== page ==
Online Schools

This post on the LA Times (replicated almost in its entirety):

The Los Angeles Unified School District is opening its first ever virtual high school this fall.

Los Angeles Virtual High School Academy is a full-time, online school enrolling 650 9th and 10th graders during the 2010-11 school year.

The district hopes to have a K-12 online school in the near future, according to Themy Sparangis, LAUSD’s chief technology director.

District officials say a full-time online campus gives students another alternative to learning, and opens a door for nontraditional students, like those who have been home schooled.

In 2007, some 300 students were enrolled in at least one online course. By 2009, that number had soared to 2,500.

Nearly 1,000 LAUSD students enrolled in online courses this summer, part of a growing number making the shift from traditional to virtual classrooms

Is this an idea who’s time has come?  Given the constraints on physical infrastructure and teachers (both availability and quality – more on that soon), combined with the easy and low cost availability of computers and broadband connections – should we be looking at more online education?

Talking to education-entrepreneurs in India, I get the sense that there is still some skepticism about the growth of online education.  There are some success stories – but all of them are still small.  It may be that the sector needs some serious government support and a willingness to break away from the existing thought process.  If we are to achieve quality education for all, we need to be more serious about the use of technology.

9 Responses to Online Schools

  1. Raj Bhatt says:


    You have to distinguish between full-time online (or online-only) education and online education in conjunction with a face-to-face schooling system. The LAUSD offers courses/tools to both home-schoolers and to schools. It would be interesting to know how many of the 2500 students enrolled in the LAUSD are home-schoolers… My guess would be that a lot of them actually use the online courses in conjunction with face-to-face schooling.

    Online courses in conjunction with face-to-face schooling do not reduce the requirement for physical infrastructure. It does reduce the need for teachers (and that makes a good economic case, in my opinion).

    Online-only education will take a long time to become popular in India because the concept of home-schooling is not understood here. In the US around 3% of kids currently are home-schooled. There are local laws on home-schooling curricula and there are communities of home-schoolers (to promote social interaction among home-schooled children). Home-schooled children in the US have more affluent and professionally qualified parents than the average population (so its not a way to save money or reduce the cost of schooling). In my opinion, that concept will take decades to take off in India. To get HRD ministry to agree on a curriculum for home-schoolers is a long stretch. To find parents who have the time and enthusiasm to try this new concept…I don’t know.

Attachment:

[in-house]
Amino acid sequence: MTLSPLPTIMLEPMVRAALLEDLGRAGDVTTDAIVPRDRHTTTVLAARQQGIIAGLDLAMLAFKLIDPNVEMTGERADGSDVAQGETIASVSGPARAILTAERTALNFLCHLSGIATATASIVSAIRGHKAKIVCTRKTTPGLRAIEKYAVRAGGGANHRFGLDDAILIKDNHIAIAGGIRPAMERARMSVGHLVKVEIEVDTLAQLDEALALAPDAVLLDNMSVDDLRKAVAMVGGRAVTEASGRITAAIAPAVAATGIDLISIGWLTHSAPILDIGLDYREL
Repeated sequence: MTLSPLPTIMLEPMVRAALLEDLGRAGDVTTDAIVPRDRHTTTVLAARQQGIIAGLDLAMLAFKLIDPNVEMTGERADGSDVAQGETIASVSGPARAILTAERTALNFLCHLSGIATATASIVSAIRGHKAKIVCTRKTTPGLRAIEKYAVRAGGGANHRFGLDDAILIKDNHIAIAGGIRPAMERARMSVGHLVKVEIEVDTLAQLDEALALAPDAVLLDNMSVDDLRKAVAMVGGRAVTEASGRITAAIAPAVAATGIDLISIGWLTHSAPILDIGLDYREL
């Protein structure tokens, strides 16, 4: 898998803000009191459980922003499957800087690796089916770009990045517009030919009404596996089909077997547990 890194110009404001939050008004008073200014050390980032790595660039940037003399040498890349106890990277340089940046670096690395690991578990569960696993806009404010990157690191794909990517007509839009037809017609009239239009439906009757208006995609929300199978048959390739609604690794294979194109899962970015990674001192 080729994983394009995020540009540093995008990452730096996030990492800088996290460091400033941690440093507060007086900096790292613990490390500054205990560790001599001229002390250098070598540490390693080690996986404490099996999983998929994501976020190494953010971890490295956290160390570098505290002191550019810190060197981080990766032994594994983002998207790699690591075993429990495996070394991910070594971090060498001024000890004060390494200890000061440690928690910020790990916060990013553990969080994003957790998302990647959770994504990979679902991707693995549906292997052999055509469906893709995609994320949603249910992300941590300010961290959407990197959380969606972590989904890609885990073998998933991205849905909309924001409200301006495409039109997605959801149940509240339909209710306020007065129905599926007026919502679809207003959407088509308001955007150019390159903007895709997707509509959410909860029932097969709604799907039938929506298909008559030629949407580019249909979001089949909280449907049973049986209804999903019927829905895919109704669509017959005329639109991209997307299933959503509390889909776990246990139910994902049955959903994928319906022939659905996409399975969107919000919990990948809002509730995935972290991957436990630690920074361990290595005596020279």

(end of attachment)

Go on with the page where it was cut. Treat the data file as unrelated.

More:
So coming back to online courses to support face-to-face schooling, there are many Indian companies now that are trying to achieve that (e.g., Educomp). If the business case exists for online courses, then the private schools will obviously take it up. Among public schools, we need to be careful about ‘government support’. If the business case is valid, there is no case for government subsidy. (There is already a long line of Indian ‘industrialists’ begging for government subsidy including a sardarji who made Rs 10k crore of tax-free money selling his pharma company and is now begging for tax-sops for his next venture–hospitals). State/central government contracts for online courses will likely create opportunities for abnormal profits and corruption. Many players will come forward to win school contracts (with the corresponding ‘below the table’ exchange of money) and will end up under-delivering because of lack of contract supervision (a la CWG).

    My suggestion would be to use private-public partnership to deliver online education to public schools. Let private parties BID for the ‘right’ to deliver online education to the school and get compensated by the right to use school premises for educational businesses during off-school hours. Case in point: our friend Mohit’s company operates a junior college out of a municipal school in Mumbai under a PPP where a percentage of his registrations are at market price and controlled by the company.

    As is evident from the mobile world, bidding certainly works for the Indian citizens and for the private companies.

  2. amtgrg says:

    Great pts Raj!

    Online schooling isnt that far away however. Check out – Florida’s virtual schools. Haven’t fully studied any of these models – but I think there is a trend